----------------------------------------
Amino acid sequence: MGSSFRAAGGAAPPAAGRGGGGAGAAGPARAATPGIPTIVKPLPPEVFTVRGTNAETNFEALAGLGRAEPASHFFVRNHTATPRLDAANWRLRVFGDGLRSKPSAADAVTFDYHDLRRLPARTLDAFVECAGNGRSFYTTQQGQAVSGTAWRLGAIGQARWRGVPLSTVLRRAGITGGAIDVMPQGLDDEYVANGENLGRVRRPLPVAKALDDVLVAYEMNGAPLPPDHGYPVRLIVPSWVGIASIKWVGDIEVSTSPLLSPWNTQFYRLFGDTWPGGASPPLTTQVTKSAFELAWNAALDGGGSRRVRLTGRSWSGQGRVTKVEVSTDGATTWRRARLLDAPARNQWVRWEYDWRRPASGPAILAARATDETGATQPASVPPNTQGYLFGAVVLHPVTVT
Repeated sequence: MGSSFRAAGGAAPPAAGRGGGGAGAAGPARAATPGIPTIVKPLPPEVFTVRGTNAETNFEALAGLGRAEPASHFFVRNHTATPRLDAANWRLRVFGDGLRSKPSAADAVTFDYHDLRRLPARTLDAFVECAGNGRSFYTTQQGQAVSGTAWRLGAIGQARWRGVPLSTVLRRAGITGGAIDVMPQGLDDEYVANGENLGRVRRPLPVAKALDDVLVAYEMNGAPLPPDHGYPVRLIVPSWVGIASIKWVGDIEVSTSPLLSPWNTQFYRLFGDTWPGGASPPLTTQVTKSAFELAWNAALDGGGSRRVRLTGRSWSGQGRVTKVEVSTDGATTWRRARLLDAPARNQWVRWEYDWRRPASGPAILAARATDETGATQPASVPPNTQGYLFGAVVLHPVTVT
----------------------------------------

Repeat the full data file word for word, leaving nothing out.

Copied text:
Amino acid sequence: MGSSFRAAGGAAPPAAGRGGGGAGAAGPARAATPGIPTIVKPLPPEVFTVRGTNAETNFEALAGLGRAEPASHFFVRNHTATPRLDAANWRLRVFGDGLRSKPSAADAVTFDYHDLRRLPARTLDAFVECAGNGRSFYTTQQGQAVSGTAWRLGAIGQARWRGVPLSTVLRRAGITGGAIDVMPQGLDDEYVANGENLGRVRRPLPVAKALDDVLVAYEMNGAPLPPDHGYPVRLIVPSWVGIASIKWVGDIEVSTSPLLSPWNTQFYRLFGDTWPGGASPPLTTQVTKSAFELAWNAALDGGGSRRVRLTGRSWSGQGRVTKVEVSTDGATTWRRARLLDAPARNQWVRWEYDWRRPASGPAILAARATDETGATQPASVPPNTQGYLFGAVVLHPVTVT
Repeated sequence: MGSSFRAAGGAAPPAAGRGGGGAGAAGPARAATPGIPTIVKPLPPEVFTVRGTNAETNFEALAGLGRAEPASHFFVRNHTATPRLDAANWRLRVFGDGLRSKPSAADAVTFDYHDLRRLPARTLDAFVECAGNGRSFYTTQQGQAVSGTAWRLGAIGQARWRGVPLSTVLRRAGITGGAIDVMPQGLDDEYVANGENLGRVRRPLPVAKALDDVLVAYEMNGAPLPPDHGYPVRLIVPSWVGIASIKWVGDIEVSTSPLLSPWNTQFYRLFGDTWPGGASPPLTTQVTKSAFELAWNAALDGGGSRRVRLTGRSWSGQGRVTKVEVSTDGATTWRRARLLDAPARNQWVRWEYDWRRPASGPAILAARATDETGATQPASVPPNTQGYLFGAVVLHPVTVT